Adam Chapnick, Canada on the United Nations Security Council: A Small Power on a Large Stage (UBC Press, 2019).

Summary
As the twentieth century ended, Canada was completing its sixth term on the United Nations Security Council, more terms than all but three other non-permanent members. A decade later, Ottawa’s attempt to return to the council was dramatically rejected by its global peers, leaving Canadians – and international observers – shocked and disappointed. Drawing from more than twenty archival libraries and more than eighty interviews with experts and practitioners, Canada on the United Nations Security Council tells the story of that defeat and what it means for future campaigns, describing and analyzing Canada’s attempts since 1946, both successful and unsuccessful, to gain a seat as a non-permanent member. It also reveals that while the Canadian commitment to the United Nations itself has always been strong, Ottawa’s attitude towards the Security Council, and to service upon it, has been much less consistent. Nonetheless, the benefits of council membership have consistently equaled or outweighed the costs of participation. Canada on the United Nations Security Council is the definitive history of the Canadian experience on the world’s most powerful stage. It will appeal to students and scholars of Canadian history and international relations, and to policy practitioners, journalists, and those with an interest in foreign policy and global governance.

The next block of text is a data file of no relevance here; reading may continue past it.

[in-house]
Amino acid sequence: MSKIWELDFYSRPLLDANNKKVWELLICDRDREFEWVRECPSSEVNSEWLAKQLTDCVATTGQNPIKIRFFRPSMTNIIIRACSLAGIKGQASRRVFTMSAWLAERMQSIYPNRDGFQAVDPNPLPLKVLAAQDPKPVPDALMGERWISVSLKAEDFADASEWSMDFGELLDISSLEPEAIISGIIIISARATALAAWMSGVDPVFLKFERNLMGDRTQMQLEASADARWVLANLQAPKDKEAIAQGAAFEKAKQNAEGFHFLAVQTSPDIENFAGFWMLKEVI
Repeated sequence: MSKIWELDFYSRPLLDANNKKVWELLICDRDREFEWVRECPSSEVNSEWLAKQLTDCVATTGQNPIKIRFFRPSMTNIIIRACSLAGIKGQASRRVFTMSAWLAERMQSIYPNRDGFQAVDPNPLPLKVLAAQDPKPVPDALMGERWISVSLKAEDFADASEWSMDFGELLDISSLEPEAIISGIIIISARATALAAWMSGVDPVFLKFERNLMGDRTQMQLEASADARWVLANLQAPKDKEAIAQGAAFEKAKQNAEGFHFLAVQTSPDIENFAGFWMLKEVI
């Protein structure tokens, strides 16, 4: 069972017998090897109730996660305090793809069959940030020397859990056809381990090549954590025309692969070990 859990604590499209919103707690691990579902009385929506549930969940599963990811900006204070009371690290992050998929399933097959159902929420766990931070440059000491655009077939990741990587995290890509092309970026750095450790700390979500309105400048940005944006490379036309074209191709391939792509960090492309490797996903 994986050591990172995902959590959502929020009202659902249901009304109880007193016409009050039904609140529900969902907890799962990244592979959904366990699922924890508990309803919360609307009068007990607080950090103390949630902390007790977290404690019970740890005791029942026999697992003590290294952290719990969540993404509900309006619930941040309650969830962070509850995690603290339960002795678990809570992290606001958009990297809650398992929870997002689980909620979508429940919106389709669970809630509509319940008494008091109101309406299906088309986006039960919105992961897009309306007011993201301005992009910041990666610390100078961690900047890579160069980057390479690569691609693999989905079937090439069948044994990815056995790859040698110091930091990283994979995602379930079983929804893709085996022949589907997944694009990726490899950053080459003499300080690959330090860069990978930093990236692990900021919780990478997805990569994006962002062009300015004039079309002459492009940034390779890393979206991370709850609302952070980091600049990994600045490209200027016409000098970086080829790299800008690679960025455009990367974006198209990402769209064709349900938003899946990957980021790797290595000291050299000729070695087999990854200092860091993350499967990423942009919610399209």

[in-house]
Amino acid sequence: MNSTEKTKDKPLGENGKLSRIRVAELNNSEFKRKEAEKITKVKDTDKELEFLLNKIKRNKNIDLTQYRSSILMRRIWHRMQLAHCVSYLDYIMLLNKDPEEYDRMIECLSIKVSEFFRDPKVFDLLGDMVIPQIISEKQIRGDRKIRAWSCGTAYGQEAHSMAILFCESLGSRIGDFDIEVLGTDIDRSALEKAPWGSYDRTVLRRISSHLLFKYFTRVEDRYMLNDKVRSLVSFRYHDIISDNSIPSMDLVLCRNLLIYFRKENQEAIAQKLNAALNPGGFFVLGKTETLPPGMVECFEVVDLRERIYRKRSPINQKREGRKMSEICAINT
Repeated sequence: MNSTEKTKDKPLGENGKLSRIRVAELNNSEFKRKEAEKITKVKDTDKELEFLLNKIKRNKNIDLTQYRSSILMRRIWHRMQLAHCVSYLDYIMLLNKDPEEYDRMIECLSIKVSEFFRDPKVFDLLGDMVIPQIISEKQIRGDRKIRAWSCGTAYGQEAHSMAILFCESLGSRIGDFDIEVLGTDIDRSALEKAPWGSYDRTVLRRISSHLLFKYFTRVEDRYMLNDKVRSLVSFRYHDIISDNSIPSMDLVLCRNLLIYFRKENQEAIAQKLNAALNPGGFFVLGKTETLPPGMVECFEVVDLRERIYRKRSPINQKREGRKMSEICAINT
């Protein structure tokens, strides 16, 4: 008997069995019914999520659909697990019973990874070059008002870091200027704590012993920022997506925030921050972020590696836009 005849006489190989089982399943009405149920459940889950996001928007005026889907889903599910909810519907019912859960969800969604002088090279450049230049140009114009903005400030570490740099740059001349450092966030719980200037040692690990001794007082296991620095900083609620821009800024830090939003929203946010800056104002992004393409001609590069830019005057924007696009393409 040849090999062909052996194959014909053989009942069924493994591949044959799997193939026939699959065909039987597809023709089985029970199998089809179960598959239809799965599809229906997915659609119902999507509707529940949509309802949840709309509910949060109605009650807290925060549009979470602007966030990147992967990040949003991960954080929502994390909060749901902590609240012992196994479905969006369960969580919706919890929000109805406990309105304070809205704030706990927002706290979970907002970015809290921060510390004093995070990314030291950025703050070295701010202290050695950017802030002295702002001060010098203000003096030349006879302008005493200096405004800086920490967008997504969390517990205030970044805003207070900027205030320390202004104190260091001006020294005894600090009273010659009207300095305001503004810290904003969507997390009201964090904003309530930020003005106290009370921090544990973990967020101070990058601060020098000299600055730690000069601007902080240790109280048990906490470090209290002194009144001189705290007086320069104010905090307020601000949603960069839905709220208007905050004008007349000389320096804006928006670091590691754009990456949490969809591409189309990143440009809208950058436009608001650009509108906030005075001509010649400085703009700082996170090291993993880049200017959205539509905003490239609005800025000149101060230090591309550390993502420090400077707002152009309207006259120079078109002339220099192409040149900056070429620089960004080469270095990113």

About the Author
Adam Chapnick is a professor of defence studies at the Royal Military College of Canada and the deputy director of education at the Canadian Forces College. His previous books include Canada’s Voice: The Public Life of John Wendell Holmes (2009) and The Middle Power Project: Canada and the Founding of the United Nations (2005). He is also the author of over 50 other academic essays and book chapters on historical and contemporary issues in Canadian foreign relations, Canadian-American relations, global governance, and teaching and learning. In 2011, RMC awarded him the John Scott Cowan Prize for Research Excellence. Between 2013 and 2015, he co-edited International Journal, Canada’s leading journal of global policy analysis.